Gabbing Geek episode 55 is not what you’d expect–if you were expecting the promised Geek Book Club about Fangirl. That has been unexpectedly delayed to episode 56 and you’ll find out exactly why. We also talk about Lego Dimensions, Gotham, the Martian (movie version!), and play an alien trivia game. Give the episode a listen right now or jump after the break to find out more!
The Legacy Hero is a longstanding DC tradition. The idea is to take an old character name and concept and rework the character into a new character who may or may not be related to the older one. There’s a bit less of that with the “new 52” today, but when someone opted to rework the Flash from Golden Age Jay Garrick to Silver Age Barry Allen, everything went from there. Furthermore, when Barry met Jay, a character most of Barry’s readers would have never heard of given their age and the collectability of old comics back then, the idea of connecting these old heroes took root and hasn’t really gone anywhere since.
One of the more prolific superhero names for DC has been Starman. Originally, Starman was Ted Knight, an astrophysicist who discovered a way to channel starlight into a small wand he called a cosmic rod (stop giggling, Watson) that allowed him to fly and do stuff with stellar energy (mostly fire energy blasts). Starman was, like many of his contemporaries, a member of the Justice Society and disappeared when the Golden Age of comics ended. Unlike many of his contemporaries, the various attempts to create other Starman characters wasn’t as cut-and-dried as, say, Flash or Green Lantern. There were many Starmen, all with different abilities and few with any relationship whatsoever to Ted Knight.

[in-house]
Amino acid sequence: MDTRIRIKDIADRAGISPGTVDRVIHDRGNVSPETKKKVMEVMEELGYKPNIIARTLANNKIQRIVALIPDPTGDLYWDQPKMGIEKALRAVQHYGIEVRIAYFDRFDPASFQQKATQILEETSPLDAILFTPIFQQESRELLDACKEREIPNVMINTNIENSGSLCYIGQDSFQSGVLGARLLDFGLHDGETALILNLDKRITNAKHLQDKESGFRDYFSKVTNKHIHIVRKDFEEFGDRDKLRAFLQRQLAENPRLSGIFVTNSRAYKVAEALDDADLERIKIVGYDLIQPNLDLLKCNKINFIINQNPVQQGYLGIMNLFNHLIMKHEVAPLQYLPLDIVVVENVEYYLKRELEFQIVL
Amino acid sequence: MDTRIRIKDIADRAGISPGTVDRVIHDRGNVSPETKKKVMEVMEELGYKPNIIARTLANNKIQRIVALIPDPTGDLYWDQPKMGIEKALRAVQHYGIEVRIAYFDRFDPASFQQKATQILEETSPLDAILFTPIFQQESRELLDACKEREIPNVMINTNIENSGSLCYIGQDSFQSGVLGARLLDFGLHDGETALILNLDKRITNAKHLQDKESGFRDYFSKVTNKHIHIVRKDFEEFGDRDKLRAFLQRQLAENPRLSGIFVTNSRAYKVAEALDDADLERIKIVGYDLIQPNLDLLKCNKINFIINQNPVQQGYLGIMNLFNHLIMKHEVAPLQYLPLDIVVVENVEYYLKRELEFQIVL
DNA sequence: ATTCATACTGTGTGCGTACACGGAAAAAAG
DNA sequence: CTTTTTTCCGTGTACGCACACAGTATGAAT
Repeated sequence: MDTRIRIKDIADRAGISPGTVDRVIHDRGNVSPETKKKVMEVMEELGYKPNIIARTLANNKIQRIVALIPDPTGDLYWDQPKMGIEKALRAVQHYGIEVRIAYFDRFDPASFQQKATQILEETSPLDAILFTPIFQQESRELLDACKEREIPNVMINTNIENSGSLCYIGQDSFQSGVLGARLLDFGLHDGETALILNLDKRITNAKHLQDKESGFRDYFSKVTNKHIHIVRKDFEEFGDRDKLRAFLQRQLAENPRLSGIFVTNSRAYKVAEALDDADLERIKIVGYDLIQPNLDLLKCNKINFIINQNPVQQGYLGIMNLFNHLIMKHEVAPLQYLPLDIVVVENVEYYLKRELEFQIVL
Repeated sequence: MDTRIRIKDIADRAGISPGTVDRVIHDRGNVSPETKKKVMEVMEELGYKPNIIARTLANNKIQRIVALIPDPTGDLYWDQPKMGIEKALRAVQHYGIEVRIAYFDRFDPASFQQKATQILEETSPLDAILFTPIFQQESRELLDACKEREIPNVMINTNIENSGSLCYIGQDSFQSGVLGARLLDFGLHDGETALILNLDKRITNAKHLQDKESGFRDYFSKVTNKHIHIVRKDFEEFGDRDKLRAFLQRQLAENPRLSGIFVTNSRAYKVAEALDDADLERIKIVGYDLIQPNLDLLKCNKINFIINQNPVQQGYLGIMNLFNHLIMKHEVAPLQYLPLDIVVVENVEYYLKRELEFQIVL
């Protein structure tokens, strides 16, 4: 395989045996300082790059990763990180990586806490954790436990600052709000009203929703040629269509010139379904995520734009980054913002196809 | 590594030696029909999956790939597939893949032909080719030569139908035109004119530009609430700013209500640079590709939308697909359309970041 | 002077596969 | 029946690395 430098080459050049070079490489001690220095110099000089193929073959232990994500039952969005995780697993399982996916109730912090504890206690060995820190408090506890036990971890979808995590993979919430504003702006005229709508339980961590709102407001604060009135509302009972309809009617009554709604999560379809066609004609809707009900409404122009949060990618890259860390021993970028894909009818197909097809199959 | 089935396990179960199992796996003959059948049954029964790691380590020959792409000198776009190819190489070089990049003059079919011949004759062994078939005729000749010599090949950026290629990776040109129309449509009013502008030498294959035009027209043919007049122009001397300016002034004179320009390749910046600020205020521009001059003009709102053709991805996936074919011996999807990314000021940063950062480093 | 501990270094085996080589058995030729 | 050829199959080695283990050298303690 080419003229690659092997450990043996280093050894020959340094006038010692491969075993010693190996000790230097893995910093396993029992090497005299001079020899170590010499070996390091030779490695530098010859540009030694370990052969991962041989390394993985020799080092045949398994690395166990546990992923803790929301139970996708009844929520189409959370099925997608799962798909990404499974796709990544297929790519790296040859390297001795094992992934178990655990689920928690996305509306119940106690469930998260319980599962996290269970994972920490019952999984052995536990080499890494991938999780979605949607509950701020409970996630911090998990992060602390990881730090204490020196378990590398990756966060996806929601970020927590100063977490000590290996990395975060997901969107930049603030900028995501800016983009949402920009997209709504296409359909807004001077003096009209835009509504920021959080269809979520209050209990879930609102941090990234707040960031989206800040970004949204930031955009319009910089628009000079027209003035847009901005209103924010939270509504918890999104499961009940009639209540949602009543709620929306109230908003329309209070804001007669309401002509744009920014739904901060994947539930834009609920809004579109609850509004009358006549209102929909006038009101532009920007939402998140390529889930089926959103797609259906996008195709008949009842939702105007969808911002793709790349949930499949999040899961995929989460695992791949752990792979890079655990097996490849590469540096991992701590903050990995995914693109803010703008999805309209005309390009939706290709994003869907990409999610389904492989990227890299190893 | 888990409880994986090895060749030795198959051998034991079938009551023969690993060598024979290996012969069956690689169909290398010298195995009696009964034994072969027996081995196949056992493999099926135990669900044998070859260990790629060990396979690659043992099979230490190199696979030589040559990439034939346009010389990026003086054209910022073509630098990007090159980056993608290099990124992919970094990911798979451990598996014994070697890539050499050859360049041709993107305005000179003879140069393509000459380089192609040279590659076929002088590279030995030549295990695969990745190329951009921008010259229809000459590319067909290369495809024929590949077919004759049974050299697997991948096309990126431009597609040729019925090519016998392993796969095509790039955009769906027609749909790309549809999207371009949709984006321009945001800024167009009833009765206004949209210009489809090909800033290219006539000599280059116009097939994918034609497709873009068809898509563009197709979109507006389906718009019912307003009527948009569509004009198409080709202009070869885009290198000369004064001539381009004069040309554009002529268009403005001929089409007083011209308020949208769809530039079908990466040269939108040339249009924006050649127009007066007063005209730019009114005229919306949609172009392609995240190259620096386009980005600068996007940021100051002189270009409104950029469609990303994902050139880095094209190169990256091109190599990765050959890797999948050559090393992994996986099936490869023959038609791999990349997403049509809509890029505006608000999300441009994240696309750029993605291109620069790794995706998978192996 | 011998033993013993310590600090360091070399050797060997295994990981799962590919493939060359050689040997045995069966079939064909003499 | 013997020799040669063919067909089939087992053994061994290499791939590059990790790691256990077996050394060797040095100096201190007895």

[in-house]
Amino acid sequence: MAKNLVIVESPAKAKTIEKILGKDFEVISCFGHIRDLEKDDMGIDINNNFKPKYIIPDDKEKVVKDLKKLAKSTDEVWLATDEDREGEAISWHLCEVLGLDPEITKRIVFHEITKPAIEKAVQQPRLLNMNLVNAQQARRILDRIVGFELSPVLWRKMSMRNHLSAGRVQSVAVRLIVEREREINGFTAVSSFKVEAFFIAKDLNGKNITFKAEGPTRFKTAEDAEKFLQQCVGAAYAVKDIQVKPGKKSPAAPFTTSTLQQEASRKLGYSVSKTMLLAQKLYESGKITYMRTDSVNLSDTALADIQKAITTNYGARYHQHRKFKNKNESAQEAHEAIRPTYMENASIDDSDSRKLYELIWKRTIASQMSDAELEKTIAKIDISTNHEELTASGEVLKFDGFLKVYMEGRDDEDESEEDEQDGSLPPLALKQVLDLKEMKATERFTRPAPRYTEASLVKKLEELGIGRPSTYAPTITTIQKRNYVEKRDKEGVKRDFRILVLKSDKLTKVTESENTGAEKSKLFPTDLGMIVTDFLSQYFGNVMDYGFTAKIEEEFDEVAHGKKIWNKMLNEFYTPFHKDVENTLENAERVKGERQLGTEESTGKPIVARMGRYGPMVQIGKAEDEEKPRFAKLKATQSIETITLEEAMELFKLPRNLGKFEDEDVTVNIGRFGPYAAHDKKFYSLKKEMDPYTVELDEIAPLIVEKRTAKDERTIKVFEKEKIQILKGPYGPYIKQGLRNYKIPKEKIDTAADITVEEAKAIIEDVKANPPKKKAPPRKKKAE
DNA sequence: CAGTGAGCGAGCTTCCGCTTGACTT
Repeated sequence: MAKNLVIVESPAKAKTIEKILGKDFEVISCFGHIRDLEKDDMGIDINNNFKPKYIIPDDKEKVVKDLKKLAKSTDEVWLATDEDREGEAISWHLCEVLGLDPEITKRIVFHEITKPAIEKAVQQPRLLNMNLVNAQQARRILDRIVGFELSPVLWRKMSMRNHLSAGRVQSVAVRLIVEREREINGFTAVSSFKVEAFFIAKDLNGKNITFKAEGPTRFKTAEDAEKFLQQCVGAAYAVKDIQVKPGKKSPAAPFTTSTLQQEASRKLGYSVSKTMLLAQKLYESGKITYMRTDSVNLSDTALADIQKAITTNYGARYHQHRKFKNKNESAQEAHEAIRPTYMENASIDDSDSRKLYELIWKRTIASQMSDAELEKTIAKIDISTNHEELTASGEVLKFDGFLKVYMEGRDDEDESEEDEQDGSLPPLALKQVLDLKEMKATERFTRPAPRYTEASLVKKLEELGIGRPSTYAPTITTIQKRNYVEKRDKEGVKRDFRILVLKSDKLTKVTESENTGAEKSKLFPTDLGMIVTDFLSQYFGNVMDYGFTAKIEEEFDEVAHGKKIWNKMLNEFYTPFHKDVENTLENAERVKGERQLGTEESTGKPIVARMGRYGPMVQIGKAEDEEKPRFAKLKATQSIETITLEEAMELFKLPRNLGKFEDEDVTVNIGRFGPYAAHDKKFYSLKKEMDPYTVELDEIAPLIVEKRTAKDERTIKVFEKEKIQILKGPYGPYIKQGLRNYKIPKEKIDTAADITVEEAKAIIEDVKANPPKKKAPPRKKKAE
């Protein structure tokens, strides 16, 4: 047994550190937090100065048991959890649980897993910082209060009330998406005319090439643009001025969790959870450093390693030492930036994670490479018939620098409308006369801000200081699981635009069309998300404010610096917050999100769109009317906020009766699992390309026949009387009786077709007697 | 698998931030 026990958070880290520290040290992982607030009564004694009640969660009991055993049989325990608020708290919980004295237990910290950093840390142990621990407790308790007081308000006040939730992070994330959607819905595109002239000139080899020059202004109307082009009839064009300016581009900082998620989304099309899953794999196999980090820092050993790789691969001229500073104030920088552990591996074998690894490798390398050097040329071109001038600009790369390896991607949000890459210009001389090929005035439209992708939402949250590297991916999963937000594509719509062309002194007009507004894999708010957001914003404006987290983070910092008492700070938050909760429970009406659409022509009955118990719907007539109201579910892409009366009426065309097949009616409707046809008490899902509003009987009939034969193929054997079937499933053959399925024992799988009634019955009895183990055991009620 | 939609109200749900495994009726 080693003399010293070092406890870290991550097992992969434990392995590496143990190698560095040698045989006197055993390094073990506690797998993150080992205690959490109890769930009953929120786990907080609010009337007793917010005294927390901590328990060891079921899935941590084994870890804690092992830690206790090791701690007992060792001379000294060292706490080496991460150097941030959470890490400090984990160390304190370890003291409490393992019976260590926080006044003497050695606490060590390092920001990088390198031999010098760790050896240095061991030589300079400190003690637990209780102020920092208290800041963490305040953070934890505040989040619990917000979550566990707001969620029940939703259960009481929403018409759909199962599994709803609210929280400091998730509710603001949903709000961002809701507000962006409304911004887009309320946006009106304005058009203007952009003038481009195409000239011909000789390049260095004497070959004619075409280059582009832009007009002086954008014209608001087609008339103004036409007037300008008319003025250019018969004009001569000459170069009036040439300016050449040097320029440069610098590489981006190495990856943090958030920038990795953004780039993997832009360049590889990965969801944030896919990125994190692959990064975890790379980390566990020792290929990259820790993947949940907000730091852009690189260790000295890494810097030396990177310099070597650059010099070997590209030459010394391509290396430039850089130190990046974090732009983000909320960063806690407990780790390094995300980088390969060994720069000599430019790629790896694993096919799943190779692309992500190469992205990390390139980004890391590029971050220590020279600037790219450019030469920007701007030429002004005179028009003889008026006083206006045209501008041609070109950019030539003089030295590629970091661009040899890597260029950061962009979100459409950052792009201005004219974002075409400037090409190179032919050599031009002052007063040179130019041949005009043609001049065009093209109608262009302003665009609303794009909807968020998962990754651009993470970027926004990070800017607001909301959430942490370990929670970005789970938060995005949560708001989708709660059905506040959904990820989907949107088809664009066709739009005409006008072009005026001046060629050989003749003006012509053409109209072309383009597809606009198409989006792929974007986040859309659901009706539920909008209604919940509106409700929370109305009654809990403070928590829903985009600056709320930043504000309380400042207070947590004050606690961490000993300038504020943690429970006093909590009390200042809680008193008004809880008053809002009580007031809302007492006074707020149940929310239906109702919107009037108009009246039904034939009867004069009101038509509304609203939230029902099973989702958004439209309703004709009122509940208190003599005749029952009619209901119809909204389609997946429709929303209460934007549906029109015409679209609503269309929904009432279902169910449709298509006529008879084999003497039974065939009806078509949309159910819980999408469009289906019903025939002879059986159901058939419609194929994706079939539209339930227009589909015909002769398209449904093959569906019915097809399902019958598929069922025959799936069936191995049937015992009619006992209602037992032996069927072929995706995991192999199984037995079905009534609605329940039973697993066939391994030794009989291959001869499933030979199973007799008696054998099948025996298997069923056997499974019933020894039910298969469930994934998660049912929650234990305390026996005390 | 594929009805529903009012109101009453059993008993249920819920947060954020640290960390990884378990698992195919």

Post Zero Hour, DC produced another new Starman, this one the son of Ted Knight. Jack Knight had no desire to be a superhero. He was into collectables and ran a small knick-knack shop out of his home town of Opal City. Circumstances pushed him into superheroing, and he probably became the single most memorable Starman of them all.
Gabbing Geek Jenny recently challenged the readers to come forth if they could name a female character that:
Does not have a male version
Has not cameoed in a movie or TV show
Has an origin story older than the mid 90s
And that Jenny herself has read
Her answer to this riddle, when trying to figure an iconic hero that hadn’t gotten his or her own movie yet, was Madame Xanadu. While Xanadu is a fine character, often associated with DC’s various mystical books and teams, she may not be the best character to dub as “iconic”.
See, a better answer may have been a more obscure character, Phantom Lady, also owned by DC, who actually is considered the epitome of Golden Age “good girl art”. There’s no Phantom Man to go with her, she was created in the 40s, and her only appearance on TV or in a movie was a single episode of Batman: The Brave and the Bold alongside the rest of the Freedom Fighters. Of course, if Jenny had read of Phantom Lady, maybe that would have made the cut. Or perhaps not, as we shall see…